The Lowdown on The Fiscal Cliff Legislation

The Lowdown on The Fiscal Cliff Legislation

If nothing else, you can certainly say that the U.S. Congress has a flair for the dramatic. After letting the country technically fall over the fiscal cliff, Congress finally passed a compromise bill, the American Taxpayer Relief Act, on New Year’s Day. President Obama quickly signed the bill into law, thus averting a potentially damaging (to the economy) tax increase on virtually every American.

The good news: The Act makes tax brackets that were established as part of tax legislation passed in 2001 and 2003 (the so-called Bush tax cuts) permanent. It also permanently maintains the $5 million per person (or $10 million per married couple) gift and estate tax exemption and permanently patches the AMT with a $50,600 per person (or $78,750 per married couple) exemption, both of which will be indexed annually for inflation.

The bad news: The Act creates a new top marginal tax bracket of 39.6 percent that will apply to individual income above $400,000 per year (or annual income above $450,000 for married couples filing jointly). It also increases the top capital gains and dividend tax rate from 15 to 20 percent and reinstates the personal exemption phase-out (or PEP) and limits on itemized deductions for individuals earning more than $250,000 (or married couples earning more than $300,000).

The Pros and Cons

Many economists believe that the uncertainty presented by the pending expiration of the Bush tax cuts—first scheduled to occur at the end of 2010 and then delayed until the end of 2012—has been a major drag on the economy the past few years. The legislation reduces some of this uncertainty by making the 10, 15, 25, 28, 33 and 35 percent tax brackets permanent, in addition to adding the new top bracket of 39.6 percent. Indexing the AMT exemption for inflation is also welcome news that helps reduce uncertainty. Until now, Congress had to set new exemption amounts every year in order to keep millions of taxpayers out of AMT’s clutches.

But while this reduced uncertainty may help the economy, the higher taxes that will now be paid by upper-income individuals may do just the opposite. Many small business owners’ income is taxed at the individual, not corporate, level, so they will be subject to the higher rates on income above $400,000 or $450,000. Some experts believe this could suppress hiring and other business growth and expansion activity.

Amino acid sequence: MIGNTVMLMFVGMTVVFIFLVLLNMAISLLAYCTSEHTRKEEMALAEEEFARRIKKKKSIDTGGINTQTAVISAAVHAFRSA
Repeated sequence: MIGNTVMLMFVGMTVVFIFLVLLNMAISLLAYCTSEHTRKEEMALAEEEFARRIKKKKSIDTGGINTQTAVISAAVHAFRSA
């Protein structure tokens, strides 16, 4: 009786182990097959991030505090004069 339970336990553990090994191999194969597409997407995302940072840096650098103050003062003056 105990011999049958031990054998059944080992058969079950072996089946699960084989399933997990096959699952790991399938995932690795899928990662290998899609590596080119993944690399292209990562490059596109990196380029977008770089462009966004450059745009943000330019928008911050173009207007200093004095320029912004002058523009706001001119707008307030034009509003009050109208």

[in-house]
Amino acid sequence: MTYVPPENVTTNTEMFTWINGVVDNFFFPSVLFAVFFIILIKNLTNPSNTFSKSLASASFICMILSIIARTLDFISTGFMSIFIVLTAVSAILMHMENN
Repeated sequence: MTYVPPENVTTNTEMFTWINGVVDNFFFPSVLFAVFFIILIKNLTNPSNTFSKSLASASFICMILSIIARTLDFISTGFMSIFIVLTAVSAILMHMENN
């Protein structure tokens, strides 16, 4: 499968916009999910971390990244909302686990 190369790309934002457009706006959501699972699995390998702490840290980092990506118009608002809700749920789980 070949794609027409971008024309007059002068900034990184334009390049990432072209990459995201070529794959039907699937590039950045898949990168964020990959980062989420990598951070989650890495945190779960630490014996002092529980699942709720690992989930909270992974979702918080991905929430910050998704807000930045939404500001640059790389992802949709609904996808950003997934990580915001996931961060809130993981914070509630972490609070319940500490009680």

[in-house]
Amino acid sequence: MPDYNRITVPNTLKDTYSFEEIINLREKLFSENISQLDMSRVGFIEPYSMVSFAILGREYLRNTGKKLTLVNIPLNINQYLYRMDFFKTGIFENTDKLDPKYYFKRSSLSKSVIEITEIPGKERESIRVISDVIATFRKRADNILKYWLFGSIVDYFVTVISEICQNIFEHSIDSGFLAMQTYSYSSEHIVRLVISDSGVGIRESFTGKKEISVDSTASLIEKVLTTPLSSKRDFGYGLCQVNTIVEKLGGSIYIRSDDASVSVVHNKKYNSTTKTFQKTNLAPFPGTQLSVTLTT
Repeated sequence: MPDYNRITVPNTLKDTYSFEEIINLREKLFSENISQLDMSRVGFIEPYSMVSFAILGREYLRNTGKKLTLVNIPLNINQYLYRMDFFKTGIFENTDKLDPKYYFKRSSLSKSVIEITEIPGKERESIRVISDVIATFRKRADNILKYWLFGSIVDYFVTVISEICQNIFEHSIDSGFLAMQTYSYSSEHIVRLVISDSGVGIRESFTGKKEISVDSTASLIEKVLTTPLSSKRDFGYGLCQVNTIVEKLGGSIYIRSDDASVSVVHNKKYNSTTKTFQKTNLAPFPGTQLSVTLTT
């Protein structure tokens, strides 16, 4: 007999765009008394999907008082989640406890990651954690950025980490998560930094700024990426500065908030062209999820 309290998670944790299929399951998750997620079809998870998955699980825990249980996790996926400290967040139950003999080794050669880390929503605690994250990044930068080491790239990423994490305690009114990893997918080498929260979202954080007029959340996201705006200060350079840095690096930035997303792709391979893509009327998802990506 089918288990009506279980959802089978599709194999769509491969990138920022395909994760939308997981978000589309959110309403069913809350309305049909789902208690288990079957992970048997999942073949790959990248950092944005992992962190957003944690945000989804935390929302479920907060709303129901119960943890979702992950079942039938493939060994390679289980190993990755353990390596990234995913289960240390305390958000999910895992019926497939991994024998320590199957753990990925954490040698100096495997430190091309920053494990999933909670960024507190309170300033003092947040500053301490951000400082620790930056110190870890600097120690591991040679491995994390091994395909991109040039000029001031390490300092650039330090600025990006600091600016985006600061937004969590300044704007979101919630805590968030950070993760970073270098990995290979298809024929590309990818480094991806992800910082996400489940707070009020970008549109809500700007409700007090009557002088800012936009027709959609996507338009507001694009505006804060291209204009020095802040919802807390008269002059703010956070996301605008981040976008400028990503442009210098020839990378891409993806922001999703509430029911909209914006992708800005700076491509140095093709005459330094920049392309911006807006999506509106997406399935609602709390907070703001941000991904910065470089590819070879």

High earners are now also subject to a new 3.8 percent investment surtax, thanks to the Patient Protection and Affordable Care Act (or Obamacare). This surtax applies to passively earned income, including dividends and capital gains, pushing these effective rates up to 23.8 percent for individuals earning more than $200,000 and married couples earning more than $250,000. Also, the threshold for deducting unreimbursed medical expenses has been raised from 7.5 percent to 10 percent of adjusted gross income (AGI).

Business Extenders

There is some good news in the legislation for business owners, however. The Act includes a number of temporary business extenders, including:

The R&D tax credit — This popular tax credit was extended through the end of this year and made retroactive for 2012 (since it actually expired at the end of 2011). It applies to excess qualified research expenditures for the tax year over and above the average annual qualified research expenditures over the previous four years.

Section 179 expensing — Small businesses can deduct up to $500,000 of the cost of many types of equipment through the end of this year (up to a $2 million investment) rather than have to depreciate the equipment. Without legislation, the expensing limit would have dropped to just $25,000 this year.

Bonus depreciation — Small businesses also receive a 50 percent bonus depreciation amount this year of the cost of most equipment and real estate. This bonus depreciation applies to property placed in service before January 1, 2014, or January 1, 2015, for certain transportation and longer period production property.

Energy tax credits — A wide range of business energy tax credits has been extended through the end of this year. These include a production tax credit for facilities that produce energy from wind facilities and credits for alternative fuel vehicle refueling property.

Work Opportunity Tax Credit — This credit of 40 percent of first-year wages (up to $6,000) is available through the end of this year to companies that hire otherwise hard-to-employ workers.

Concluding Thoughts

It appears that the American Taxpayer Relief Act is a mixed bag, at best, for most Los Angeles and Southern California CEOs and CFOs. And don’t look now, but the battles in Washington will start heating up again very soon: The sequestration and debt ceiling issues are not addressed by the Act but were simply put off by Congress until March—less than two months away.

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